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Panel Cluster on Social Movements, Unions, and Youth Resistance: Youth Political Identities and Activism in Latin America’s Shifting Political Landscape

Tue, March 27, 1:15 to 2:45pm, Hilton Reforma, Floor: 4th Floor, Doña Adelita

Group Submission Type: Panel Session


Often, policies of development for the global south frame youth either as ‘at risk’ or speak of a ‘youth bulge’ that represents a threat to stability and growth (Carpenter & Mojab, 2017; Kassimir & Flanagan, 2010; Lopes Cardozo et al., 2015). In contrast, research on youth political agency has underlined the varied panorama of youth expressions and identities that, while not necessarily conforming to the goals of dominant political and economic institutions, challenge simplistic views of youth as apathetic or disconnected from the public sphere (Bermudez, 2012; Oliart & Feixa, 2012). In particular, youth played an important role in mobilizations taking place in many countries in Latin America at the beginning of the twentieth-first century (Balardini, 2005; Cubides, 2015; Oliart & Feixa, 2012), from the high school and university student movements in Chile and Colombia to school occupations in Brazil and Argentina. However, more recently, the political landscape, both in the region and at the global level has shifted, closing and opening new avenues for youth political action. Recognizing the political domain as a site of hegemonic disputes, creations, and contestations (Tarlau, 2017; Torfing, 1999), and youth meanings, voices, and practices as forces of political creation (Gaztambide-Fernández & Arráiz Matute, 2015; Tuck & Yang, 2011), this panel presents contrasting ways in which youth in different contexts in Latin America aim to occupy the space of the political, not only as they respond to contextual conditions and regional/global political dynamics, but also comparing how their own cultural trajectories, and particular use of political tools for action takes significance for different youth constituencies.

The first paper compares the political practices of youth in the city of Rio de Janeiro, Brazil, who are seeking upward mobility through both protest and study. The paper focuses on how youth’s relationship to time brings about radically different outcomes in young lives and constructs the boundaries of political action. The second paper moves to Colombia, exploring youth’s daily experiences with conflicts and reflections on issues related to the peace process. Although young involvement in peacebuilding has been identified as crucial for the success of post-conflict processes, their concerns are often disregarded. This paper challenges an essentialist conception of black underprivileged youth in the Pacific as a troublesome criminal body of post-conflict violence. The third paper returns to Brazil, exploring how gendered social norms, race, class, and education trajectories shape the ways in which young feminist activists receive, produce, and exchange knowledge. Finally, the fourth paper is on the achievements, challenges, and struggles of the Chilean student movement. Through a series of interviews with student leaders that participated at different stages of the 2006-2016 grassroots student organizations, the paper explores students’ organizing strategies and the way in which these strategies tensioned the status quo, forcing a re-accommodation of the education landscape. Together, these papers will offer an overview of different components of youth activism, resistance, and agency in contemporary Latin America.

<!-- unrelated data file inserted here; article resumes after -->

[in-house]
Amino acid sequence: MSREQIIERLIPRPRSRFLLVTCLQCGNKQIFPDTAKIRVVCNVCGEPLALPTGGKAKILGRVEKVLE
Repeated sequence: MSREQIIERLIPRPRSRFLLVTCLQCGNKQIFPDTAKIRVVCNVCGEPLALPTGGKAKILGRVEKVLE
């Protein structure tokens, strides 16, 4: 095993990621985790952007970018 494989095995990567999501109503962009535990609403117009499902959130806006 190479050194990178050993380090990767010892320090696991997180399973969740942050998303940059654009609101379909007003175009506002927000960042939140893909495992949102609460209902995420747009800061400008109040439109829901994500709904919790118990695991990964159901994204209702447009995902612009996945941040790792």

Balardini, S. (2005). ¿Qué hay de nuevo viejo?: una mirada sobre los cambios en la participación política juvenil. Nueva Sociedad, (200), 96–107.
Bermudez, A. (2012). Youth civic engagement: decline or transformation? A critical review. Journal of Moral Education, 41(4), 529–542.
Carpenter, S., & Shahrzad, M. (Eds.). (2017). Youth as/in Crisis. Young People, Public Policy, and the Politics of Learning. Rotterdam; Boston; Taipei: SensePublishers. Retrieved from
Cubides, J. (2015). Lo instituido y lo instituyente en los procesos de subjetivación política juvenil en Colombia, Chile y México. In Jóvenes, juventudes, participación y políticas. Asociados, organizados y en movimiento. Bogotá, D.C.: OBJUN-Secretaria Distrital de Integración Social.
Gaztambide-Fernández, R. A., & Arráiz Matute, A. (2015). Creation as participation/participation as creation: Cultural production, participatory politics, and the intersecting lines of identification and activism. Curriculum Inquiry, 45(1), 1–9.
Kassimir, R., & Flanagan, C. (2010). Youth civic engagement in the developing world: Challenges and opportunities. Handbook of Research on Civic Engagement in Youth, 91–113.
Lopes Cardozo, M. T. A., Higgins, S., Maber, E., Brandt, C. O., Kusmallah, N., & Le Mat, M. L. J. (2015). Literature review: Youth agency, Peacebuilding and Education. Research Consortium Education and Peacebuilding, University of Amsterdam. Retrieved from
Oliart, P., & Feixa, C. (2012). Introduction: Youth Studies in Latin America--On Social Actors, Public Policies and New Citizenships. Young, 20(4), 329–344.
Tarlau, R. (2017). Gramsci as Theory, Pedagogy, and Strategy: Educational Lessons from the Brazilian Landless Workers Movement. In N. Pizzolato & J. D. Holst (Eds.), Antonio Gramsci: A Pedagogy to Change the World (pp. 107–126). Cham: Springer International Publishing.
Torfing, J. (1999). New theories of discourse : Laclau, Mouffe, and Zizek. Malden, Mass.: Blackwell Publishers.
Tuck, E., & Yang, K. W. (2011). Youth resistance revisited: new theories of youth negotiations of educational injustices. International Journal of Qualitative Studies in Education, 24(5), 521–530.

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